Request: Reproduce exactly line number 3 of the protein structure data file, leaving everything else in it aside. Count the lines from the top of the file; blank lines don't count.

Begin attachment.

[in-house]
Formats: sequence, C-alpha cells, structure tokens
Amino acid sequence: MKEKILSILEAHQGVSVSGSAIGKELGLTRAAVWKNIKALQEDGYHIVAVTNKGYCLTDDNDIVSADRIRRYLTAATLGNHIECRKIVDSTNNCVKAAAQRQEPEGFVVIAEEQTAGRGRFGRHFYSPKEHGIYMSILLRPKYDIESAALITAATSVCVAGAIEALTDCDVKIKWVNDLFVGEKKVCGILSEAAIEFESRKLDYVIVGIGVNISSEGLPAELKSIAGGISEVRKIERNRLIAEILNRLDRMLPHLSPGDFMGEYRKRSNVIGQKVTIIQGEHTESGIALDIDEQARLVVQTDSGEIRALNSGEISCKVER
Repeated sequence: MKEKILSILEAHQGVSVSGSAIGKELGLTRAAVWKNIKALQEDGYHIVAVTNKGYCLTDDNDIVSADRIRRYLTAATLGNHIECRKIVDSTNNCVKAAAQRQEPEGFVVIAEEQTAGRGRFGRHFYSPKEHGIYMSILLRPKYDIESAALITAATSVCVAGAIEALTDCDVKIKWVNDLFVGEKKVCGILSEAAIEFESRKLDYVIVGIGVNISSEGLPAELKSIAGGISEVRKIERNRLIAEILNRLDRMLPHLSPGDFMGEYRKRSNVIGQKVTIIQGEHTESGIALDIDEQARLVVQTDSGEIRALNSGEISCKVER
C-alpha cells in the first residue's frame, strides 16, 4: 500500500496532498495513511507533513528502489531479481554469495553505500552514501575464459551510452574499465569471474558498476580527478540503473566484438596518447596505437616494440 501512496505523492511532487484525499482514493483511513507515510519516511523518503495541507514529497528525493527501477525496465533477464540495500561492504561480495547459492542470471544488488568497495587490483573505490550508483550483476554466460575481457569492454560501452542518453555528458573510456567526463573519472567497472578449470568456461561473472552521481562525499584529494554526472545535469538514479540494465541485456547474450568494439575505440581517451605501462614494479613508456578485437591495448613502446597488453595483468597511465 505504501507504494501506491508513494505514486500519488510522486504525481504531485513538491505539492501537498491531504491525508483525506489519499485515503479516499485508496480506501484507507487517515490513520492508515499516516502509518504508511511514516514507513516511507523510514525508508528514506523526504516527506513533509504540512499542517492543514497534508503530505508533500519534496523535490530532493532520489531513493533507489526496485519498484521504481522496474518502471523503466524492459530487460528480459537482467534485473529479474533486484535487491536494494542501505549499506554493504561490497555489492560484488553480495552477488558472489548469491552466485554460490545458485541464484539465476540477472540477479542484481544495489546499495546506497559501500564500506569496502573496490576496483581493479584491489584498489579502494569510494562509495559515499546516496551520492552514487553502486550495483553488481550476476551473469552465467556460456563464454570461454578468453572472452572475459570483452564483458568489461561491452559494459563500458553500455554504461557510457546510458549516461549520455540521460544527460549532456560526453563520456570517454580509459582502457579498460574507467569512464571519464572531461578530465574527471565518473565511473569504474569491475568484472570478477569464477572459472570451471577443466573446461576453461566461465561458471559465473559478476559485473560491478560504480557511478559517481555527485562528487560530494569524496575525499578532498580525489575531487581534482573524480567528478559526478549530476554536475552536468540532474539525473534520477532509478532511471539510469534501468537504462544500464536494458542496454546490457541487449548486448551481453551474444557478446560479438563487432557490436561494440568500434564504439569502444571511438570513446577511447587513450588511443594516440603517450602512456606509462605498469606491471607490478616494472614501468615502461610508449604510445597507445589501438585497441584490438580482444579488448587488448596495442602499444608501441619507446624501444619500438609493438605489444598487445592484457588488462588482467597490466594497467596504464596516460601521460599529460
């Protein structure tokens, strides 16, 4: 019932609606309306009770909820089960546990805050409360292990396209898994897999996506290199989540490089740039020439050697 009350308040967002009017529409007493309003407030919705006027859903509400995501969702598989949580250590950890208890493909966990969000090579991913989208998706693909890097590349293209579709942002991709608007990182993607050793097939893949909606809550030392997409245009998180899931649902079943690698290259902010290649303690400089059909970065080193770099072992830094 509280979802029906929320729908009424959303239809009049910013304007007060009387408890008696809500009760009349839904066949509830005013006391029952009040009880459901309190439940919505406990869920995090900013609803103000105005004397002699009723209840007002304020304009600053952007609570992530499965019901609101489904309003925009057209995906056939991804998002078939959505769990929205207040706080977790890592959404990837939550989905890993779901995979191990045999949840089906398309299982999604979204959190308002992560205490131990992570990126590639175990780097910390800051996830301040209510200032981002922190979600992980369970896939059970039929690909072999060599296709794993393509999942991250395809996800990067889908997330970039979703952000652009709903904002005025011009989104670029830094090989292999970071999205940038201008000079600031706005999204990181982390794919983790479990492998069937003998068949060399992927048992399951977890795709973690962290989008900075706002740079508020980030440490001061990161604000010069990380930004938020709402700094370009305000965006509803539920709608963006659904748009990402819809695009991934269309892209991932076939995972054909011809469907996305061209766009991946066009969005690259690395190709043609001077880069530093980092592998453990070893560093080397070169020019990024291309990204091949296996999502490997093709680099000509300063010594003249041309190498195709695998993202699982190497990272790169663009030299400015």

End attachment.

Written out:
Amino acid sequence: MKEKILSILEAHQGVSVSGSAIGKELGLTRAAVWKNIKALQEDGYHIVAVTNKGYCLTDDNDIVSADRIRRYLTAATLGNHIECRKIVDSTNNCVKAAAQRQEPEGFVVIAEEQTAGRGRFGRHFYSPKEHGIYMSILLRPKYDIESAALITAATSVCVAGAIEALTDCDVKIKWVNDLFVGEKKVCGILSEAAIEFESRKLDYVIVGIGVNISSEGLPAELKSIAGGISEVRKIERNRLIAEILNRLDRMLPHLSPGDFMGEYRKRSNVIGQKVTIIQGEHTESGIALDIDEQARLVVQTDSGEIRALNSGEISCKVER